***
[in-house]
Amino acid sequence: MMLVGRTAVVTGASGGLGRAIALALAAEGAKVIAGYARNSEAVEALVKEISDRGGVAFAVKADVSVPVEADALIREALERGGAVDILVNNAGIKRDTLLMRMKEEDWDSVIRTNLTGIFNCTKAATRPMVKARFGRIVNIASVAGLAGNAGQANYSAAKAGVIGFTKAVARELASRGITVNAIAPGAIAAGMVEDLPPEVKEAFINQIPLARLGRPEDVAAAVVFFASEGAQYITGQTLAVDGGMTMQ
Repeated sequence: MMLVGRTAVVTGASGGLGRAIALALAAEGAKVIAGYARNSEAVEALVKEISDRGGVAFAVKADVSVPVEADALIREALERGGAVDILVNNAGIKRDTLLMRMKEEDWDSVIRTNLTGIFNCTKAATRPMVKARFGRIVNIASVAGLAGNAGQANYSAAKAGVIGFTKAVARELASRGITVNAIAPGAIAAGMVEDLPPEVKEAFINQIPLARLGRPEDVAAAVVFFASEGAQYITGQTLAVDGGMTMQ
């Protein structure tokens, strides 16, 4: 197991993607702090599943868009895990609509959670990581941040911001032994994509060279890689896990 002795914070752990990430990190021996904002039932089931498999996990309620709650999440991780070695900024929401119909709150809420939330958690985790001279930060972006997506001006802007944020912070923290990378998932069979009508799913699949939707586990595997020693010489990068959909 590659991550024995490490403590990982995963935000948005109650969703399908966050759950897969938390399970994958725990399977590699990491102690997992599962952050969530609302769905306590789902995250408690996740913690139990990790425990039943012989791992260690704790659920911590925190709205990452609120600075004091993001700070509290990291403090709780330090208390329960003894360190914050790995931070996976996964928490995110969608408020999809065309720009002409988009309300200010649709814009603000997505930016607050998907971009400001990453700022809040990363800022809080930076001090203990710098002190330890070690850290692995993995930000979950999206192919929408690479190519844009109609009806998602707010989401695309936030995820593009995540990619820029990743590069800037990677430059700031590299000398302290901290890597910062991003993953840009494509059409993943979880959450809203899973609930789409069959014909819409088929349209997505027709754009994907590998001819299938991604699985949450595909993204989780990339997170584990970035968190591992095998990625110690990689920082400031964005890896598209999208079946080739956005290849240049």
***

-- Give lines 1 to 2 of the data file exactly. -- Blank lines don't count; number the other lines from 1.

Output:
[in-house]
Amino acid sequence: MMLVGRTAVVTGASGGLGRAIALALAAEGAKVIAGYARNSEAVEALVKEISDRGGVAFAVKADVSVPVEADALIREALERGGAVDILVNNAGIKRDTLLMRMKEEDWDSVIRTNLTGIFNCTKAATRPMVKARFGRIVNIASVAGLAGNAGQANYSAAKAGVIGFTKAVARELASRGITVNAIAPGAIAAGMVEDLPPEVKEAFINQIPLARLGRPEDVAAAVVFFASEGAQYITGQTLAVDGGMTMQ